Likely short-lived and barely a tropical storm, Arthur formed over the northwest Caribbean Sea, at noon CDT today and within an hour had already moved across the coast of Belize moving westward into the Yucatan Peninsula. Mainly a rain-maker for Central America, there is a slight chance that the remnants of Arthur could re-appear over the Bay of Campeche after crossing the Yucatan and re-form into a Tropical Storm again before moving into the Mexican mainland.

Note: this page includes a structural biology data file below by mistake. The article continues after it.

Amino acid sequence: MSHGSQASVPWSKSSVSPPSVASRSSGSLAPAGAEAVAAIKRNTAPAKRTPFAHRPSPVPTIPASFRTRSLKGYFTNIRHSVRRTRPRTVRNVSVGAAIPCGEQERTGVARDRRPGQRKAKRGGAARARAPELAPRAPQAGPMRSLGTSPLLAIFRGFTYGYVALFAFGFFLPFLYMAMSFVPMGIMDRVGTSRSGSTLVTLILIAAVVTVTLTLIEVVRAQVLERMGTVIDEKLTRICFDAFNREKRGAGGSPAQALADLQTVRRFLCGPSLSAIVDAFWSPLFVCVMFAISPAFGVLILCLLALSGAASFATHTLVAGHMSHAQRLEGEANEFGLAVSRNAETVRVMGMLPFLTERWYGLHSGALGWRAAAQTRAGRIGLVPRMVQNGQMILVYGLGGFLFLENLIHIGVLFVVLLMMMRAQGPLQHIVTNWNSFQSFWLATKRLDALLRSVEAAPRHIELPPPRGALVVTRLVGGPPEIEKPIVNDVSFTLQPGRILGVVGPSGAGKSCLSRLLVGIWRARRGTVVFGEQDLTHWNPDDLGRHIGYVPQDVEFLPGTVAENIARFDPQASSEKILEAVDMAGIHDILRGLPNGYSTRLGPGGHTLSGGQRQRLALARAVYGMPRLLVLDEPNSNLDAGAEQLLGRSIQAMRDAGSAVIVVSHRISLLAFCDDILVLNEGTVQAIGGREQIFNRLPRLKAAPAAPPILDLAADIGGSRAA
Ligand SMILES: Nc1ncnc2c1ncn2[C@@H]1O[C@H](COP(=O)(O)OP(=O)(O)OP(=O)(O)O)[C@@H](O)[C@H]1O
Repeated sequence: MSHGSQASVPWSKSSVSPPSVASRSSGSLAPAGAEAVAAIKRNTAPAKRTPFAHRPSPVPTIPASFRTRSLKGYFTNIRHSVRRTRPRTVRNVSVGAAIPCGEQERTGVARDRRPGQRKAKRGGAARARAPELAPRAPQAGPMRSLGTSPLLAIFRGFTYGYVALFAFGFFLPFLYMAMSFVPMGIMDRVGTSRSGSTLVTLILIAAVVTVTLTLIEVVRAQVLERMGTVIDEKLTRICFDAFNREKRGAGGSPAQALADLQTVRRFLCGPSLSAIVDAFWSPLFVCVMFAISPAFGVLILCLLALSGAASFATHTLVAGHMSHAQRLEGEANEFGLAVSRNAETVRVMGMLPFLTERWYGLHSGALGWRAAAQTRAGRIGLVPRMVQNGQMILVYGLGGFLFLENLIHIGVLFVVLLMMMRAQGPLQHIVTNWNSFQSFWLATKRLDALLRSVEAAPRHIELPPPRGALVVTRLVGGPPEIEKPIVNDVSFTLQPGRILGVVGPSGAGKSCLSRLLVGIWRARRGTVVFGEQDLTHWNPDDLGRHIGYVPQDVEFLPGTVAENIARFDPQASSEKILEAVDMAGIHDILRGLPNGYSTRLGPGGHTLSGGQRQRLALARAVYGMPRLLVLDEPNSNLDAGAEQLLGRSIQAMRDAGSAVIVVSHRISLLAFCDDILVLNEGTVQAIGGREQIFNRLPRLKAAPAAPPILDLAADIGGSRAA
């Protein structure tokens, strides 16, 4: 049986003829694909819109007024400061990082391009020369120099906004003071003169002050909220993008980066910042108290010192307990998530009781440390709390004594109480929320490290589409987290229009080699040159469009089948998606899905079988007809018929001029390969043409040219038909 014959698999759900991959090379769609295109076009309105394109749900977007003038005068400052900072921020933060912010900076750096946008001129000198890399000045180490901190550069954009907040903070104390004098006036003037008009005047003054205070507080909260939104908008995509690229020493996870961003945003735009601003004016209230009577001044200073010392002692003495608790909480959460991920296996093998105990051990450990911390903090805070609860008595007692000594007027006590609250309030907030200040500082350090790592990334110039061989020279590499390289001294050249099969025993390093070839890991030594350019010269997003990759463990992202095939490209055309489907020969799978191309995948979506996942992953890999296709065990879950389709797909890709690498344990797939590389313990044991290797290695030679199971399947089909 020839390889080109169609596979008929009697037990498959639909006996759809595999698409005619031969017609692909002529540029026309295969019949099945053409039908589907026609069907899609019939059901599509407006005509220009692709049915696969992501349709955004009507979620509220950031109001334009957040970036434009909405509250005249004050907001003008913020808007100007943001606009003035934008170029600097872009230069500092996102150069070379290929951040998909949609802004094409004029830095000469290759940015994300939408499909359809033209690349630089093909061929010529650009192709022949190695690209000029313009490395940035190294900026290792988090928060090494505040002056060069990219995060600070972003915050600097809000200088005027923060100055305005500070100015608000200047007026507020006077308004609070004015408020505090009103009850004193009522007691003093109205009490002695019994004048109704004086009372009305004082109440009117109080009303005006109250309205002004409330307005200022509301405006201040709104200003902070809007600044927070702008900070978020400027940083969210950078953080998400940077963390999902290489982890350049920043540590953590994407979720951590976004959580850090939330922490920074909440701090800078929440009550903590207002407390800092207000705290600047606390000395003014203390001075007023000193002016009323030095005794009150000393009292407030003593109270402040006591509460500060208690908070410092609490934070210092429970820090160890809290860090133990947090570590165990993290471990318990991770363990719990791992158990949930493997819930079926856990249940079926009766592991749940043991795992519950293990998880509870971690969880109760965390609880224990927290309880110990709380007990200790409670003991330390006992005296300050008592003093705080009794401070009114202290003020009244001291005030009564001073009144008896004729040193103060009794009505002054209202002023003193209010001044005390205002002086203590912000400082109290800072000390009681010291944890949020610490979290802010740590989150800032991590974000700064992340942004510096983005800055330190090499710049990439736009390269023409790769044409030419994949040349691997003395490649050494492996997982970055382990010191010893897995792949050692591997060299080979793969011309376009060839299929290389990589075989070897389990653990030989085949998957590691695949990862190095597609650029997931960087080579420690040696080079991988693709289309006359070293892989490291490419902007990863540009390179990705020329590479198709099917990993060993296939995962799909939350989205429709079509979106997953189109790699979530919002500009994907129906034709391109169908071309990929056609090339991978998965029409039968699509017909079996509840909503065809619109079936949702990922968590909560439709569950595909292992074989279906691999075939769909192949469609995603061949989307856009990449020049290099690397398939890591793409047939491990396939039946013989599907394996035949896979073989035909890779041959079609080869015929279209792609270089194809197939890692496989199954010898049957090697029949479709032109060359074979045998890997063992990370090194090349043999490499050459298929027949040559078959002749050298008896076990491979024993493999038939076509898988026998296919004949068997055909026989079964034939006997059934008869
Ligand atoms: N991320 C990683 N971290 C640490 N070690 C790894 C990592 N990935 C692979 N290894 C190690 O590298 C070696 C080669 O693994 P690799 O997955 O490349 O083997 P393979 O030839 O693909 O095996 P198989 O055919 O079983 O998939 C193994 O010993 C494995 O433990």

While the storm itself is of little consequence outside the small area it affects, it does signal the beginning of the 2008 Atlantic Hurricane season, which is predicted to be above average by both NOAA and tropical prediction expert Dr. William Gray of Colorado State. NOAA is calling for a 90% chance of a near or above normal season in terms of tropical activity with a 60-70% chance of 12-16 named storms, 6-9 hurricanes, and 2-5 major (Cat 3+) hurricanes (the yearly average is 11, 6 and 2, respectively). Dr. Gray predicts a "well above-average" season for 2008, calling for 15 named storms, 8 hurricanes, and 4 intense hurricanes, and an nearly 70% chance that a najor hurricane (Cat 3 or higher) will strike the U.S. coastline this season. The next 6 months will tell!